The elderberries are back. So are the speckled alder and the spice bush and the viburnum. These shrubs and more than 600 other plant species were once part of a cutting-edge ecological project hatched on the Vassar campus nearly a century ago by famed botanist and plant science prof. Edith Roberts.
When Roberts’ project was completed in the mid-1920s, it contained every plant species native to the region. Roberts and other Vassar faculty used the site to provide their students with hands-on knowledge about plant life and its management. Following her retirement in 1948, however, the 3.5-acre Ecological Laboratory suffered from years of neglect. Invasive vines choked trees and robbed the plants of vital sunlight, and many of them died. But over the past five years, biology prof. Meg Ronsheim and some of her students have been bringing this unique outdoor classroom back to life. “Our goal is to find out what was there when Edith created it, investigate what happened to it over the next 90 years and figure out how to restore and manage it,” Ronsheim says.
Every summer since 2010, students enrolled in Vassar’s Undergraduate Research Summer Institute (URSI) have been working on the restoration project, initially doing assessments and, since 2013, ripping down the porcelain berry and other invasive vines that have been disrupting the growth of the other plants on the site, and they’ve been planting new trees, flowers and shrubs to replace those that have disappeared. Of the 675 species that Roberts planted in the 1920s, only about 110 remained when Ronsheim and her students began to reclaim the site.
This year’s URSI students, Addison Tate ’17 and Jessie Prutisto-Chang ’18, say they’re excited to be part of Ronsheim’s ambitious restoration project. “I learned a little about the invasive vine issues in an ecology class I took, and working out here this summer, I can see how the problem is accelerating,” says Tate, an environmental studies major from Bidport, VT. He and Prutisto-Chang have removed the vines from several parts of the preserve, and they’ve planted numerous trees and shrubs to replace those that were no longer able to thrive.
Tate and Prutisto-Chang are also taking what they learned about combating invasive vines on the Edith Roberts site and applying that knowledge to a pilot project on another part of the campus. They are planting a number of American chestnut trees on a portion of the 500-acre Vassar Farm and Ecological Preserve that has been ravaged by vines.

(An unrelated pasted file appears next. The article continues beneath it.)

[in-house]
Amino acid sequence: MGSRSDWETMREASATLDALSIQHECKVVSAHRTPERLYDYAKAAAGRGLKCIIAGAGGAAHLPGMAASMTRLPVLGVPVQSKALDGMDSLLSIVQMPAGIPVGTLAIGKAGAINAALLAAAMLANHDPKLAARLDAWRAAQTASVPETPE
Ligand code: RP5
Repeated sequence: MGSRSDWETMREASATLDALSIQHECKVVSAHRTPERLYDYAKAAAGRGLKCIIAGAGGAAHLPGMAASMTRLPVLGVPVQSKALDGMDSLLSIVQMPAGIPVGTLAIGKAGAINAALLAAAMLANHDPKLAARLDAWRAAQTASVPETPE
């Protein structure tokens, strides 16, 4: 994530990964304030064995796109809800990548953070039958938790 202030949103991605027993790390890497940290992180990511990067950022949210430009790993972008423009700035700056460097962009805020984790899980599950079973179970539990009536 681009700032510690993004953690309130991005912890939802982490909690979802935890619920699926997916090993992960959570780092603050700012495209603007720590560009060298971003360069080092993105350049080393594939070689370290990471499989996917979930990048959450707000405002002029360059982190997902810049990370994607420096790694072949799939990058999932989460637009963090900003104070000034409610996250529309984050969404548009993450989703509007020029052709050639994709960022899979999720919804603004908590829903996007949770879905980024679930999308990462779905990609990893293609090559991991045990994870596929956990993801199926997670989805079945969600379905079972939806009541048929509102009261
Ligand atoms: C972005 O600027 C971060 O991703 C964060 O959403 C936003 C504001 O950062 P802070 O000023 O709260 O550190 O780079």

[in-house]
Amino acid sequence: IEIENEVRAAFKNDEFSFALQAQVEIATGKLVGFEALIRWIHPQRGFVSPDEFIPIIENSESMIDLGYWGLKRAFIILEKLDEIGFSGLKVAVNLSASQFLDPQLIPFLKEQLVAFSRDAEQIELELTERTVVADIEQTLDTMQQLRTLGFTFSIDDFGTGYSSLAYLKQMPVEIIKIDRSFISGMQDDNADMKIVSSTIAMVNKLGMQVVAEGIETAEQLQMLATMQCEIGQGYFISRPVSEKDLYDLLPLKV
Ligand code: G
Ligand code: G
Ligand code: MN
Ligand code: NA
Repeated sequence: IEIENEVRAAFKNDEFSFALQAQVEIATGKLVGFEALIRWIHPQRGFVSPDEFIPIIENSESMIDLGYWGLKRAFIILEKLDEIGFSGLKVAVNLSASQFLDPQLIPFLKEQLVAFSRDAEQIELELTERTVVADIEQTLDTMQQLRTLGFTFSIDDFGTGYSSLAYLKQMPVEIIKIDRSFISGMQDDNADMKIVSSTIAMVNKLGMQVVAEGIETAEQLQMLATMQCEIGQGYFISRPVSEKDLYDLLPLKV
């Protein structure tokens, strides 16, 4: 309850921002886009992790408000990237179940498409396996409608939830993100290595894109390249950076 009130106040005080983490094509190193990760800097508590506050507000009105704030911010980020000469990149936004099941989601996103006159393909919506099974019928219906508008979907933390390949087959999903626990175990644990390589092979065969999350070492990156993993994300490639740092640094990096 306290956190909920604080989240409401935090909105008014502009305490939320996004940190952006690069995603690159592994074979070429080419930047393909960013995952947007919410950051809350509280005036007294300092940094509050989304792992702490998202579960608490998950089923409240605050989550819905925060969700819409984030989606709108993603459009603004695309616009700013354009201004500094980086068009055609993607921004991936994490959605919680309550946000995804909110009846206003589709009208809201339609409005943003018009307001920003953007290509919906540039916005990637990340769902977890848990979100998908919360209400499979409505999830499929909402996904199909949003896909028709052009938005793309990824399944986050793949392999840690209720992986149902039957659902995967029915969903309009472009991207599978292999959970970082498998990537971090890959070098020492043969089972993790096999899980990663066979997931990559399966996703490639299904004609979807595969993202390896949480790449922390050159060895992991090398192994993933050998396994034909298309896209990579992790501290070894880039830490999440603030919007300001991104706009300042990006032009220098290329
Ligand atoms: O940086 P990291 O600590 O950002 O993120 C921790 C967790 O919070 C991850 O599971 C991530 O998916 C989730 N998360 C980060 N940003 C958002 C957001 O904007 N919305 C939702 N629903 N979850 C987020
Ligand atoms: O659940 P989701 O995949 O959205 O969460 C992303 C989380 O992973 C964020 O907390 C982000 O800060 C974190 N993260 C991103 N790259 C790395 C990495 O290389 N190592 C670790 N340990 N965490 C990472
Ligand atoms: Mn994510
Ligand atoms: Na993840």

Prutisto-Chang, an environmental studies major from Amherst, MA, took Ronsheim’s ecology class in the fall semester, and during an independent study project in the spring, she and Ronsheim devised the plan to plant the chestnut trees to create shade, mitigating the growth of the vines. She and Tate are planting the trees in two locations on the preserve this summer. “This is the first time I’ve been able to do my own research and it’s exciting to be putting some of what I learned in the classroom into practice,” she says.
The pilot project at Vassar Farm is especially timely because many, if not all, of the ash trees on the property are expected to die over the next five to ten years. An insect called the emerald ash borer has killed most ash trees in the Northeast over the past few years, and ash trees within a few miles of the Vassar campus have already been infested, Ronsheim says. Since ash trees comprise about 12 percent of the canopy at Vassar Farm, new shade trees, such as the fast-growing American chestnut, will have to be introduced to help retard the growth of invasive vines there, she explains.
If the experiment is successful at Vassar, managers of other forest preserves in the region are likely to copy it. “Ecologists elsewhere in the Hudson Valley are interested in what we’re doing here, and if it works, they’ll plant some chestnut trees on their land too,” Ronsheim says. “Our students are participating in a project that reaches well beyond the borders of Vassar. We’re thinking about the restoration and conservation of all of our northeastern forests. ”
Tate says he’s glad to be given the opportunity to take part in the restoration initiatives. “It’s exciting to be part of such a long-term project,” he says. “Years from now, when I come back to the campus for reunions, it will be interesting to see what has happened. When you’re this involved in the project, you really become attached to the land.”